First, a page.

ENCLOSURE I                                                    ENCLOSURE I




w         Does the seashore legislation prevent
          development of private property?
      l   No, NPS has consistently interpreted this
          and similar legislation as restricting only
          NPS property within national parks.
      l   A 1978 federal court condemnation case
          on property on Cumberland Island did
          not interpret the legislation as limiting
          development.
      l   Analysis of 1972 Cumberland Island
          legislation shows that its restrictions only
          apply to NPS property.




21                             GAO/RCED-97-251R   Cnmberland    Island   Land Acquisition
ENCLOSURE I                                                      ENCLOSURE I




w                Does the seashore legislation prevent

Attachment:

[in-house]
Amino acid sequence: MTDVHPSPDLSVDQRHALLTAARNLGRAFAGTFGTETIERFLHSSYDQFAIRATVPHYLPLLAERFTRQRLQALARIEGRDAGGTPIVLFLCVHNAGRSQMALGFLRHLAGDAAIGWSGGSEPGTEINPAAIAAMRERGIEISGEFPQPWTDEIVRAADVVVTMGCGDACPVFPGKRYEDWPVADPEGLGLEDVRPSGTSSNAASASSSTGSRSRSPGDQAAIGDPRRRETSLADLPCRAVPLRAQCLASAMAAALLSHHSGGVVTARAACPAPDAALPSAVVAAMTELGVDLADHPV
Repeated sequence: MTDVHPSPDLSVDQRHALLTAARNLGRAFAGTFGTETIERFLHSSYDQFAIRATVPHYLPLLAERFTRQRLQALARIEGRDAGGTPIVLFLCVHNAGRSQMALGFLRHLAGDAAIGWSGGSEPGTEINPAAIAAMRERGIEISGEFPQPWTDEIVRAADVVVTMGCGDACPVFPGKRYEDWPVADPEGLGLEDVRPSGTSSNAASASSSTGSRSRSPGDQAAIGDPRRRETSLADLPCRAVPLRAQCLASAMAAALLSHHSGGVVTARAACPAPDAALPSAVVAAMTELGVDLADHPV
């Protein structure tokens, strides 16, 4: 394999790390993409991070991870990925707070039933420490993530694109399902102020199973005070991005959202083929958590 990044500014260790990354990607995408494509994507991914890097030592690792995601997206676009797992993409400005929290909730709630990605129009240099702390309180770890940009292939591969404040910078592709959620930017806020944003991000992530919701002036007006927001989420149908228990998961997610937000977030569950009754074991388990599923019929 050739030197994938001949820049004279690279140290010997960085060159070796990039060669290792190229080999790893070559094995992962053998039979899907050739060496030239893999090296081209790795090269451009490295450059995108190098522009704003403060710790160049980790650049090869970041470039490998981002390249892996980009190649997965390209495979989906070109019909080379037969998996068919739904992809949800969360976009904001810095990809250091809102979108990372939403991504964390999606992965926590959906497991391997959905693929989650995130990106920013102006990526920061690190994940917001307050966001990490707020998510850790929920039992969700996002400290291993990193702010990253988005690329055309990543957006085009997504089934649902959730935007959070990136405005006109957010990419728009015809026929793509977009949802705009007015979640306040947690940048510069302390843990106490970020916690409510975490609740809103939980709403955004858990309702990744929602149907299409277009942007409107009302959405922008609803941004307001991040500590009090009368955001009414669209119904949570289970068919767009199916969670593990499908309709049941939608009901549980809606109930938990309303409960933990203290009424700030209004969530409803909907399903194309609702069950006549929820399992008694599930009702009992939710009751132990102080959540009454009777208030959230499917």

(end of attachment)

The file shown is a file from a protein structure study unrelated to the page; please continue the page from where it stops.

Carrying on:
development of private property?(con’t)
         l       Earlier statutes--the Cape Hatteras
                 (1937) with an identical provision and
                 Cape Cod with similar provision (1961)~-
                 support this interpretation.
         l       No cases reported that treat these
                 statutes as a development restriction for
                 which “just compensation” was due.
             l   Property deeds and title insurance on the
                 first tract do not identify a develop-
                 ment restriction in the legislation.




                                     GAOfRCED-97-251R   Cumberland   Island Land Acquisition